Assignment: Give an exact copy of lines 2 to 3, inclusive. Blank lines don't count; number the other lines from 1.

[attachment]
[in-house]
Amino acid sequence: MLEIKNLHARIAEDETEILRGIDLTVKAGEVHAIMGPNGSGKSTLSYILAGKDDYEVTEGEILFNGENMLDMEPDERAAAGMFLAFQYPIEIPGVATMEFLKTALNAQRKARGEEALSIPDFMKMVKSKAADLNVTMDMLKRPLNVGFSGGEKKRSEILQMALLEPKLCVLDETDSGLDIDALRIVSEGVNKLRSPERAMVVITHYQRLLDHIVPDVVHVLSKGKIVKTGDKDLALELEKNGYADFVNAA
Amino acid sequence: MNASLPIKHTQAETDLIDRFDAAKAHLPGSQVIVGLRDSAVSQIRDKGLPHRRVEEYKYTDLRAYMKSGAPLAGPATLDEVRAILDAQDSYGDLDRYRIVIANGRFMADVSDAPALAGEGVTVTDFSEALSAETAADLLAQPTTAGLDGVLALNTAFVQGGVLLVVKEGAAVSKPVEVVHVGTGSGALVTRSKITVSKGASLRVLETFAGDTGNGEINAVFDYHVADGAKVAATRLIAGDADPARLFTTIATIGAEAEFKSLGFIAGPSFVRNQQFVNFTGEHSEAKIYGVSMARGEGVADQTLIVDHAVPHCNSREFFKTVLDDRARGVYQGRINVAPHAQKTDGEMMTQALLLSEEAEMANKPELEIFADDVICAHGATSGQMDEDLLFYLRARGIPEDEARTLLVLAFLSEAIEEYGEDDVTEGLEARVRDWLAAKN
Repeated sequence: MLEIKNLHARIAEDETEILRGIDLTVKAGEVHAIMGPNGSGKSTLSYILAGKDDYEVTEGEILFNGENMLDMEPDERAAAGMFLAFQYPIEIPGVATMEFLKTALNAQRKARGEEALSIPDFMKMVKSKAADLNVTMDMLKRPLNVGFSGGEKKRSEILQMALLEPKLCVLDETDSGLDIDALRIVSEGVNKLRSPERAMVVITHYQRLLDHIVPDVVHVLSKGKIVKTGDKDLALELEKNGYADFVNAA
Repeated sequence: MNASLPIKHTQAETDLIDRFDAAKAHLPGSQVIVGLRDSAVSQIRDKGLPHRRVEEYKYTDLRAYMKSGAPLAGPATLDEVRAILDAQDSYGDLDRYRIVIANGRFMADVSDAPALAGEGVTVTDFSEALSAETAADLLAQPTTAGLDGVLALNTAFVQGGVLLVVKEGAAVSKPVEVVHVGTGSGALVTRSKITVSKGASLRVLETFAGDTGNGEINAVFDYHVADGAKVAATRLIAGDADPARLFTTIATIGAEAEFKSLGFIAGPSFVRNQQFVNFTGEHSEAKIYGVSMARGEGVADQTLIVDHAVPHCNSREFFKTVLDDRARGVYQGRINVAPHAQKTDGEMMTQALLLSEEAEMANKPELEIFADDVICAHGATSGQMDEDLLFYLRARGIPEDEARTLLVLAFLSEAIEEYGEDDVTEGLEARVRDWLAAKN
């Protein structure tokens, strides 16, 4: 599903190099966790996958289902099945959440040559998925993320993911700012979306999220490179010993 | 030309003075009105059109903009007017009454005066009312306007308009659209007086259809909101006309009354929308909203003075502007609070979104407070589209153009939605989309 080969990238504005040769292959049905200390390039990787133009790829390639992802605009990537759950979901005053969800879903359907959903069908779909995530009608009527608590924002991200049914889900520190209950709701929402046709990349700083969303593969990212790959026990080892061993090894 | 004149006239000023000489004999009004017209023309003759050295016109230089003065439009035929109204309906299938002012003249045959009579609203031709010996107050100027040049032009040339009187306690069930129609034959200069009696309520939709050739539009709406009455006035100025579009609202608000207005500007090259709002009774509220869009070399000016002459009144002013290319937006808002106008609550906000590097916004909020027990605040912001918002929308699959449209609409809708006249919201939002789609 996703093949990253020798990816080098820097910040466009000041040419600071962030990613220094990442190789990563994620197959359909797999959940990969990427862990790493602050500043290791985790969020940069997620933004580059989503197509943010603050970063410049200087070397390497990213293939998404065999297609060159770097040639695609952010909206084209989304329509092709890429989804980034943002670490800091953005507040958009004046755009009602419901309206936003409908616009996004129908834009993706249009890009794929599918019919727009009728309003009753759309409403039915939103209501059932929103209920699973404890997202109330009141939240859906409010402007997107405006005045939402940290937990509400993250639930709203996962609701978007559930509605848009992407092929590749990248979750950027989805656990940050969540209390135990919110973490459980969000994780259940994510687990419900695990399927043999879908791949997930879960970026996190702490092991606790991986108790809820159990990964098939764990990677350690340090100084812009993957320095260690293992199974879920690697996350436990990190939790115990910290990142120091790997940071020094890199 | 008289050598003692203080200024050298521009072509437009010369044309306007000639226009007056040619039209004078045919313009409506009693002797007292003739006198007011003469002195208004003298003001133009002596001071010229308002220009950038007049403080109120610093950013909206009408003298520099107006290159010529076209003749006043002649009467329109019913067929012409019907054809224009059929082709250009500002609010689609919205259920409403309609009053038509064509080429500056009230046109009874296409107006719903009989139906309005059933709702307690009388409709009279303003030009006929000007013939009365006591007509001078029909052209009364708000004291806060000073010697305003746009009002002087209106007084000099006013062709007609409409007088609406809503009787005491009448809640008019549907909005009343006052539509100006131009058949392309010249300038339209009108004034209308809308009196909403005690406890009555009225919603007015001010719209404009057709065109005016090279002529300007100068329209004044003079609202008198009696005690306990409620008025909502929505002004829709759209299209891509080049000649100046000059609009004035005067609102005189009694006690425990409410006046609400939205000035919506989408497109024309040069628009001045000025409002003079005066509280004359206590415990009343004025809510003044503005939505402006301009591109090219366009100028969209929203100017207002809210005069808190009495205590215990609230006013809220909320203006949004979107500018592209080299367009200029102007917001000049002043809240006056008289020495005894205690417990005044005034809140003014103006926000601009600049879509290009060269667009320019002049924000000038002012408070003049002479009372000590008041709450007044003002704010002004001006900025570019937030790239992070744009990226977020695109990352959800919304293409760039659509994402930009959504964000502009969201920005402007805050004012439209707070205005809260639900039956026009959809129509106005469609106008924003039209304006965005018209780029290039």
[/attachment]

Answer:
Amino acid sequence: MLEIKNLHARIAEDETEILRGIDLTVKAGEVHAIMGPNGSGKSTLSYILAGKDDYEVTEGEILFNGENMLDMEPDERAAAGMFLAFQYPIEIPGVATMEFLKTALNAQRKARGEEALSIPDFMKMVKSKAADLNVTMDMLKRPLNVGFSGGEKKRSEILQMALLEPKLCVLDETDSGLDIDALRIVSEGVNKLRSPERAMVVITHYQRLLDHIVPDVVHVLSKGKIVKTGDKDLALELEKNGYADFVNAA
Amino acid sequence: MNASLPIKHTQAETDLIDRFDAAKAHLPGSQVIVGLRDSAVSQIRDKGLPHRRVEEYKYTDLRAYMKSGAPLAGPATLDEVRAILDAQDSYGDLDRYRIVIANGRFMADVSDAPALAGEGVTVTDFSEALSAETAADLLAQPTTAGLDGVLALNTAFVQGGVLLVVKEGAAVSKPVEVVHVGTGSGALVTRSKITVSKGASLRVLETFAGDTGNGEINAVFDYHVADGAKVAATRLIAGDADPARLFTTIATIGAEAEFKSLGFIAGPSFVRNQQFVNFTGEHSEAKIYGVSMARGEGVADQTLIVDHAVPHCNSREFFKTVLDDRARGVYQGRINVAPHAQKTDGEMMTQALLLSEEAEMANKPELEIFADDVICAHGATSGQMDEDLLFYLRARGIPEDEARTLLVLAFLSEAIEEYGEDDVTEGLEARVRDWLAAKN